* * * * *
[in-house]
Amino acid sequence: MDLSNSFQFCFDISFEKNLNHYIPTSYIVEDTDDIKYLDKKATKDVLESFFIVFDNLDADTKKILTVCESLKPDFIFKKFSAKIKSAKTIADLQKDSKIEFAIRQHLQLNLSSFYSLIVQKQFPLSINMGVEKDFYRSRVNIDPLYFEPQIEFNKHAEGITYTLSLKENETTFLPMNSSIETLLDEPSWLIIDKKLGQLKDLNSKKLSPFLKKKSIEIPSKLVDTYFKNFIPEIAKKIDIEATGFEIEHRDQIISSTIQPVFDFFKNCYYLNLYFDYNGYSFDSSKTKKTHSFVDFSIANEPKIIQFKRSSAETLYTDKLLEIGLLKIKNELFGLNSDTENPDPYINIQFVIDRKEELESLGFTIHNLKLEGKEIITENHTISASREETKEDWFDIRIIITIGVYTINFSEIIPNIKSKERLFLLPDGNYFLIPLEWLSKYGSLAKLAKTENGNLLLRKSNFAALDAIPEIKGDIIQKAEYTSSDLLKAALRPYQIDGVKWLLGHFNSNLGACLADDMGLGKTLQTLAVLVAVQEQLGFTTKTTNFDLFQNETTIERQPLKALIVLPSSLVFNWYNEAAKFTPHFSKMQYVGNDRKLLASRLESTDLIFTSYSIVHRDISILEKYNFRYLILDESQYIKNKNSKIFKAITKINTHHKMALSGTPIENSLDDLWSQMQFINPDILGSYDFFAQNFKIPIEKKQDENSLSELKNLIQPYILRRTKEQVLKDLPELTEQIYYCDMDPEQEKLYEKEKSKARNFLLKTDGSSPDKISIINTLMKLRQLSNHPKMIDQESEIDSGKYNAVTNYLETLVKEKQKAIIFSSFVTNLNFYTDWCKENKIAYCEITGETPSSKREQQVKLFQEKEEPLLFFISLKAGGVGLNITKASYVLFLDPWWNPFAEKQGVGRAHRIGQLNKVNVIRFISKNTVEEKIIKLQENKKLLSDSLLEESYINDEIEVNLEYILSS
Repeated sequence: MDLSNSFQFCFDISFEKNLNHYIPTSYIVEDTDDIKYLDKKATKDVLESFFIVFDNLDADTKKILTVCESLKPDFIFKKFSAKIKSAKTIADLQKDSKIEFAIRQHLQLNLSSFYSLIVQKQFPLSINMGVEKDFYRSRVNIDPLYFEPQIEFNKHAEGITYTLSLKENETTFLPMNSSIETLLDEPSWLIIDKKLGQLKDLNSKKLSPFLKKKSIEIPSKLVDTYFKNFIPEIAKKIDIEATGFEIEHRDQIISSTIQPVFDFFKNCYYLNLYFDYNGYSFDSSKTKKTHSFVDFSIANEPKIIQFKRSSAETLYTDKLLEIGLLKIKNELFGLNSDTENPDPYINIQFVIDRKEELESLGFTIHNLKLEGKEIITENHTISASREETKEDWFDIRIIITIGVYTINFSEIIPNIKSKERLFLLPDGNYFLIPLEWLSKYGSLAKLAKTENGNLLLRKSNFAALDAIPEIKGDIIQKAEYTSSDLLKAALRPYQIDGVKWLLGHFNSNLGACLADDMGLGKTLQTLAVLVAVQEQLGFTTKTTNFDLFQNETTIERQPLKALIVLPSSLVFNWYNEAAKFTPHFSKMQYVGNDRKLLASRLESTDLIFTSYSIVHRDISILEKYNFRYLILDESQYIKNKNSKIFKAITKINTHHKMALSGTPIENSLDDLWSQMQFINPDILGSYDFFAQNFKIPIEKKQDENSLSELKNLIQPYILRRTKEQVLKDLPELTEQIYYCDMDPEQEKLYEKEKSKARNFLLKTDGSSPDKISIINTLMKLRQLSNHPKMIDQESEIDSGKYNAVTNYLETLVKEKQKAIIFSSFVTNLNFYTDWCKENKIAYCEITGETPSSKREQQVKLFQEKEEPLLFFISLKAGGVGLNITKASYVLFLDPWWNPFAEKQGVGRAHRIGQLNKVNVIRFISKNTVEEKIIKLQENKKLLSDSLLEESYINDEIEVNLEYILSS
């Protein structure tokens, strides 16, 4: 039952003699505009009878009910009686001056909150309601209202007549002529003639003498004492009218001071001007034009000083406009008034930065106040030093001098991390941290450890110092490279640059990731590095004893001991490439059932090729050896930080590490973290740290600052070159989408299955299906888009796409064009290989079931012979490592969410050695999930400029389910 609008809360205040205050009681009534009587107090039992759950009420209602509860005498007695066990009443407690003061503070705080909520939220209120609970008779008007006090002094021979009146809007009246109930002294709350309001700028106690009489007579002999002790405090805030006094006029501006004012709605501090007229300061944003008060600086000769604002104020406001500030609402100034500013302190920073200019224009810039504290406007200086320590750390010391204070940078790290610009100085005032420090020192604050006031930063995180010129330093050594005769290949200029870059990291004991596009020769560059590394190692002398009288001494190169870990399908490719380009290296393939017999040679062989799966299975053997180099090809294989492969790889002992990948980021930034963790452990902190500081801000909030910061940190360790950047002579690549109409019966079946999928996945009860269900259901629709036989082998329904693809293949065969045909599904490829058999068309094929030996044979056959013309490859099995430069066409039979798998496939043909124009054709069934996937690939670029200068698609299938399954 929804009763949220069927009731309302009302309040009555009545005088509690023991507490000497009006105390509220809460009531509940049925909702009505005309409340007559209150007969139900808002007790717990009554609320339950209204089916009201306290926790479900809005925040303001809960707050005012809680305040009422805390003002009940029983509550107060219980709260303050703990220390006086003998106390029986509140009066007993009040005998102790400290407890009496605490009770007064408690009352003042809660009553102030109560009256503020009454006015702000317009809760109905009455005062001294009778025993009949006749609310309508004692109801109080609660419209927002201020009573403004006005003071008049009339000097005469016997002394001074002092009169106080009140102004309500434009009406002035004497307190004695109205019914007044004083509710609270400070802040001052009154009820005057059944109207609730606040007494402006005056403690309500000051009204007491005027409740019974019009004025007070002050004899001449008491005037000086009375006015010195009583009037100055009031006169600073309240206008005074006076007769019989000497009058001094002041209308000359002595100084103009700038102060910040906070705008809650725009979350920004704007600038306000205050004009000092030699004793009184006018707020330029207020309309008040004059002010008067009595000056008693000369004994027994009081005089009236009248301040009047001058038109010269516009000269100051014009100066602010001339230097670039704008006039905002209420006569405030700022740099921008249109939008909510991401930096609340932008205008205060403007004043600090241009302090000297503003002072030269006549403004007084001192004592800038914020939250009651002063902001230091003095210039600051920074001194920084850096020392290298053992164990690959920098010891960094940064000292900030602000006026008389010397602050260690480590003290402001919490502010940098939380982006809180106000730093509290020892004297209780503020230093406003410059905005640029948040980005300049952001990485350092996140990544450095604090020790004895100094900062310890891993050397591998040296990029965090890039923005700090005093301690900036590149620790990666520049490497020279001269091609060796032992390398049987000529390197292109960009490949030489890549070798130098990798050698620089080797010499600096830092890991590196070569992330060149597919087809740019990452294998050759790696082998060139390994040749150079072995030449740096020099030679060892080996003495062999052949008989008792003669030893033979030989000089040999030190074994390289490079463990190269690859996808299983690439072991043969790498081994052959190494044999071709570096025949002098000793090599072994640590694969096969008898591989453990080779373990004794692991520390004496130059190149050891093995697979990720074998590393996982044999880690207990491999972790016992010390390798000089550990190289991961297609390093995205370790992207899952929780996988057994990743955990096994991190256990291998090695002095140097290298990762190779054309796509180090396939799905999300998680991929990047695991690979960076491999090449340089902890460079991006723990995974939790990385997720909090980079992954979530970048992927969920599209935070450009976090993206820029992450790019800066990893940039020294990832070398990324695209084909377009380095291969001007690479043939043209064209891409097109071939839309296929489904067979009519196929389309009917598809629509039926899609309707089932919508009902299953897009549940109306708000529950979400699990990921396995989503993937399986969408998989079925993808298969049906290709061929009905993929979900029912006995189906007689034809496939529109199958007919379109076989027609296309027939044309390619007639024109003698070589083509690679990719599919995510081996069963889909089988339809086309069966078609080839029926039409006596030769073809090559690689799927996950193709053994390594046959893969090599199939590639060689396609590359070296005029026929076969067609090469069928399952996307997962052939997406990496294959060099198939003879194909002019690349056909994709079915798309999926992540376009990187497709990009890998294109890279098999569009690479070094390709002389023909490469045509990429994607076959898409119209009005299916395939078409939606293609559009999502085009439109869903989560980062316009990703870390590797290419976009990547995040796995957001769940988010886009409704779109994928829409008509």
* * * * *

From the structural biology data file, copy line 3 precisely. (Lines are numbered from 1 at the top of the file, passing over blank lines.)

Repeated sequence: MDLSNSFQFCFDISFEKNLNHYIPTSYIVEDTDDIKYLDKKATKDVLESFFIVFDNLDADTKKILTVCESLKPDFIFKKFSAKIKSAKTIADLQKDSKIEFAIRQHLQLNLSSFYSLIVQKQFPLSINMGVEKDFYRSRVNIDPLYFEPQIEFNKHAEGITYTLSLKENETTFLPMNSSIETLLDEPSWLIIDKKLGQLKDLNSKKLSPFLKKKSIEIPSKLVDTYFKNFIPEIAKKIDIEATGFEIEHRDQIISSTIQPVFDFFKNCYYLNLYFDYNGYSFDSSKTKKTHSFVDFSIANEPKIIQFKRSSAETLYTDKLLEIGLLKIKNELFGLNSDTENPDPYINIQFVIDRKEELESLGFTIHNLKLEGKEIITENHTISASREETKEDWFDIRIIITIGVYTINFSEIIPNIKSKERLFLLPDGNYFLIPLEWLSKYGSLAKLAKTENGNLLLRKSNFAALDAIPEIKGDIIQKAEYTSSDLLKAALRPYQIDGVKWLLGHFNSNLGACLADDMGLGKTLQTLAVLVAVQEQLGFTTKTTNFDLFQNETTIERQPLKALIVLPSSLVFNWYNEAAKFTPHFSKMQYVGNDRKLLASRLESTDLIFTSYSIVHRDISILEKYNFRYLILDESQYIKNKNSKIFKAITKINTHHKMALSGTPIENSLDDLWSQMQFINPDILGSYDFFAQNFKIPIEKKQDENSLSELKNLIQPYILRRTKEQVLKDLPELTEQIYYCDMDPEQEKLYEKEKSKARNFLLKTDGSSPDKISIINTLMKLRQLSNHPKMIDQESEIDSGKYNAVTNYLETLVKEKQKAIIFSSFVTNLNFYTDWCKENKIAYCEITGETPSSKREQQVKLFQEKEEPLLFFISLKAGGVGLNITKASYVLFLDPWWNPFAEKQGVGRAHRIGQLNKVNVIRFISKNTVEEKIIKLQENKKLLSDSLLEESYINDEIEVNLEYILSS